Dir: Robin Christian
Star: Skye Marcía, David Fine, Scott Dunn, Cassie Farren
There’s an interesting idea in this. It’s therefore a shame the film forgets all about in in the middle, and chooses instead to head down a different, considerably less interesting path. Riley (Marcia) is a troubled teentm. With no mother about and an alcoholic father, she eventually becomes a ward of the state, who place her in a foster-home. She’s not exactly happy there, and her concern appears justified, because it seems that the young residents have an awkward habit of dying, shortly after being placed with families. The authorities appear disinterested in these “less dead” kids, so it’s up to Riley to figure out what’s going on, and who is targetting the vulnerable youth for disposal.
Except, she doesn’t. For the script abandons these aspects in favour of a series of sub-teen drama episodes, which sees Riley progress through a sequence of more or less terrible foster homes, the killings all but forgotten. I guess this makes sense from the heroine’s perspective, since she has no shortage of her own problems to deal with, such as her relationship with her estranged father, which swings from almost functional to abandonment. I’m sure it’s not unrealistic in terms of what crypto-orphans like Riley have to go through. Yet for the audience, it’s an awkward shift in tone and content, which largely brings the film grinding to a halt.
I do say, ‘largely’, because there’s one scene which depicts her mother trying to drown Riley when she was a baby, in a toilet stall. It comes out of right field, and is all the more shocking for that, coming almost immediately after a scene in which Riley has learned how to hug (And I thought “How to Hug” was volume 8 of the Encyclopedia Britannica…). Its harsh brutality is very much at odds with the soft soap of the middle sequences. Eventually, the killings raise their head again, and so does Riley’s ability with a bow. This was carefully established in the opening scene, then entirely forgotten until necessary for the plot. Though I’m not sure how getting shot through the heart with an arrow can be palmed off to an “accident”, as is apparently the plan.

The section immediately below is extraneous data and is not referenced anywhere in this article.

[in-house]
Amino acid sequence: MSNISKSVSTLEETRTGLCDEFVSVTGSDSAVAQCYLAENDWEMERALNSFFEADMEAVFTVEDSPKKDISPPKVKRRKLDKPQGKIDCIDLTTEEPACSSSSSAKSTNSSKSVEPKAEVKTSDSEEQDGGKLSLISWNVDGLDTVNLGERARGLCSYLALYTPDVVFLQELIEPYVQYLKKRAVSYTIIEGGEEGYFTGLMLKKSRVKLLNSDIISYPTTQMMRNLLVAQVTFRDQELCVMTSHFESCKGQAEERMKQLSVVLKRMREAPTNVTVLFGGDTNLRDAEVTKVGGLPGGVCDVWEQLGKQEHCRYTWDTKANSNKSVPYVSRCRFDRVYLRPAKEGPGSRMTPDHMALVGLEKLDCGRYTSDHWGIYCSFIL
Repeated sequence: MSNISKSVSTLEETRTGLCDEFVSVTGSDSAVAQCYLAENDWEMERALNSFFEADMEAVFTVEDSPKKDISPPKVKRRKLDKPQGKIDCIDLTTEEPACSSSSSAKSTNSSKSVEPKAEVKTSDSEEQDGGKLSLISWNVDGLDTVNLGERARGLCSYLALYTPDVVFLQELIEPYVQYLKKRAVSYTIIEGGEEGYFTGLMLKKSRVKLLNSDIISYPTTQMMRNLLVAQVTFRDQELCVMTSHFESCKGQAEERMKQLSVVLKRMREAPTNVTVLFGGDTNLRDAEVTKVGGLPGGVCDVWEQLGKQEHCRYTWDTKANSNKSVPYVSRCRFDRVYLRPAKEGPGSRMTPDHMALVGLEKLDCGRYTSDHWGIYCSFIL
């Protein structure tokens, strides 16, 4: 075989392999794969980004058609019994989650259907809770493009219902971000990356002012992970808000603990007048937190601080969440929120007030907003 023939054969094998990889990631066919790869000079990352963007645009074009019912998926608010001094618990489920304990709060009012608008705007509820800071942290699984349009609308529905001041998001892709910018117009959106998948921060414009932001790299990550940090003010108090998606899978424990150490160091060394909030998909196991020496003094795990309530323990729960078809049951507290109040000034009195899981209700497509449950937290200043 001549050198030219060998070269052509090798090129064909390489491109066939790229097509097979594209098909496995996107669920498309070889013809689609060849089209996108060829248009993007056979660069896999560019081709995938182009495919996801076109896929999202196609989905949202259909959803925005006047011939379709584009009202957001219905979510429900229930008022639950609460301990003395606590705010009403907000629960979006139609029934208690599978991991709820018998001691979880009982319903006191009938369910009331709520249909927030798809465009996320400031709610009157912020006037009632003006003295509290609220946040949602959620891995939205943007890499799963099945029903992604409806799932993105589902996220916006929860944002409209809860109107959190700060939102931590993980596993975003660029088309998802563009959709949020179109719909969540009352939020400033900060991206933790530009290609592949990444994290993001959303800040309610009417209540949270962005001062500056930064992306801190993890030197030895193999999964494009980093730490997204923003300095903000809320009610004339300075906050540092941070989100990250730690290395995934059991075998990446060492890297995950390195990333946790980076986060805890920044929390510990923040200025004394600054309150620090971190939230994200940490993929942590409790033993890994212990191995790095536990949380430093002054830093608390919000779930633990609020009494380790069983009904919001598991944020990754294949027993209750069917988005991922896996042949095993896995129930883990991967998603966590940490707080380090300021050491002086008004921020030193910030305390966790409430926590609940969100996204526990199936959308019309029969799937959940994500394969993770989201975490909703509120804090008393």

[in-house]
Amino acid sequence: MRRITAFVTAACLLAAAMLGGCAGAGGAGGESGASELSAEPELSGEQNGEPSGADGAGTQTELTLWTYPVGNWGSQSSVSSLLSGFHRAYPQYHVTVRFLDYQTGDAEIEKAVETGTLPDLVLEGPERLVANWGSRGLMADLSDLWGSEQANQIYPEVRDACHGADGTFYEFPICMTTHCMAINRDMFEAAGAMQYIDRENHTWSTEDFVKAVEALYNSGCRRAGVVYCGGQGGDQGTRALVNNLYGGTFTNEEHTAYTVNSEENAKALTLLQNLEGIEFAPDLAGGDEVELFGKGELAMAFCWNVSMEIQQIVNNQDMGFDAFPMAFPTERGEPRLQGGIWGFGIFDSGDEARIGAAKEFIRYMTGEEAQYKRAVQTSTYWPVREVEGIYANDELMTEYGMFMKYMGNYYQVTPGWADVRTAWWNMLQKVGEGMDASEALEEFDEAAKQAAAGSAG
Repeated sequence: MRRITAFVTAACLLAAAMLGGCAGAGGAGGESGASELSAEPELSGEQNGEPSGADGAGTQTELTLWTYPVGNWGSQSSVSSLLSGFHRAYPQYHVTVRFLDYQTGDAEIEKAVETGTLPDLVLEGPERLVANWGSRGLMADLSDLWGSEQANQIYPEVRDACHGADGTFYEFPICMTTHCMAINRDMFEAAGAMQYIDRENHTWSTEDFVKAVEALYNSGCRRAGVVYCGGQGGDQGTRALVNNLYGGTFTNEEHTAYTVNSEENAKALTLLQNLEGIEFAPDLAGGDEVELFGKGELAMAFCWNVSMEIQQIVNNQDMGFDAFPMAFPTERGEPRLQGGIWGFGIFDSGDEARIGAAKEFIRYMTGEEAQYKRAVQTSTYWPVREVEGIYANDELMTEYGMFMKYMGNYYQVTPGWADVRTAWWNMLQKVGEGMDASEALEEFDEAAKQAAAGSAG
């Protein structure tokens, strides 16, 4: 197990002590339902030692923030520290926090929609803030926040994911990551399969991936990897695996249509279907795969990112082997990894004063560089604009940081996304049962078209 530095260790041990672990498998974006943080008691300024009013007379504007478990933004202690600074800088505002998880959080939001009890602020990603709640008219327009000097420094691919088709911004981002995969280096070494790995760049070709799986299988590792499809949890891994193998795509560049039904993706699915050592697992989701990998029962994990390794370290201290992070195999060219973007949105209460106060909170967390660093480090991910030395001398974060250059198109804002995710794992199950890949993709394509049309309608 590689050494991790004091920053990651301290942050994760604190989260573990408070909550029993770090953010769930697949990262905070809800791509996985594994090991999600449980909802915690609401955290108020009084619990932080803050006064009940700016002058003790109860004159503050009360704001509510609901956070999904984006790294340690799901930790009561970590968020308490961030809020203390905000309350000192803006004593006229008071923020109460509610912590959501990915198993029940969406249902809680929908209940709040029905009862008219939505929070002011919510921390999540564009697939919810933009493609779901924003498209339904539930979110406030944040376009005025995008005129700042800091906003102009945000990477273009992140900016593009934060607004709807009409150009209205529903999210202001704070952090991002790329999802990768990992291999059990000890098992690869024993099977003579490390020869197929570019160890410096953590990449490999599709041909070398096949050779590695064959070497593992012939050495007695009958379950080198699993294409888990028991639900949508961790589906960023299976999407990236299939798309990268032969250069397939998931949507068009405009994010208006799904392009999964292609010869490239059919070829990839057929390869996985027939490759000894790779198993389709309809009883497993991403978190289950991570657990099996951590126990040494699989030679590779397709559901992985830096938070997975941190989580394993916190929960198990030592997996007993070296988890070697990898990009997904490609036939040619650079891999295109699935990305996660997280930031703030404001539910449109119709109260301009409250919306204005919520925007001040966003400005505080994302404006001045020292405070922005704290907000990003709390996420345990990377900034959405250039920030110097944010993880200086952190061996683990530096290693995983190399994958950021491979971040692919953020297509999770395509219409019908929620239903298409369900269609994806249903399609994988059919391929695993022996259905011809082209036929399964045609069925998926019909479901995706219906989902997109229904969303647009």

Mostly shot in 2007, this received its Illinois premiere in 2011, so I’m not sure what the 2015 date on the IMDb is about. The technical aspects are okay, with the audio occasionally problematic, and opening credits which look like they were done on Movie Maker, circa 1990. Yet Marcia’s performance overcame my qualms about her being the director’s daughter. Casting your relations is often micro-budget cinema for “I need people I can order about and not pay,” and Christian uses another daughter as well. But here, Skye is capable of holding things together. At least, she can, when the script gives her the opportunity to do so, and has something interesting to say. Unfortunately, that’s probably rather less than half the time, and the potential in a grumpy and irritable version of Nancy Drew remains unrealized.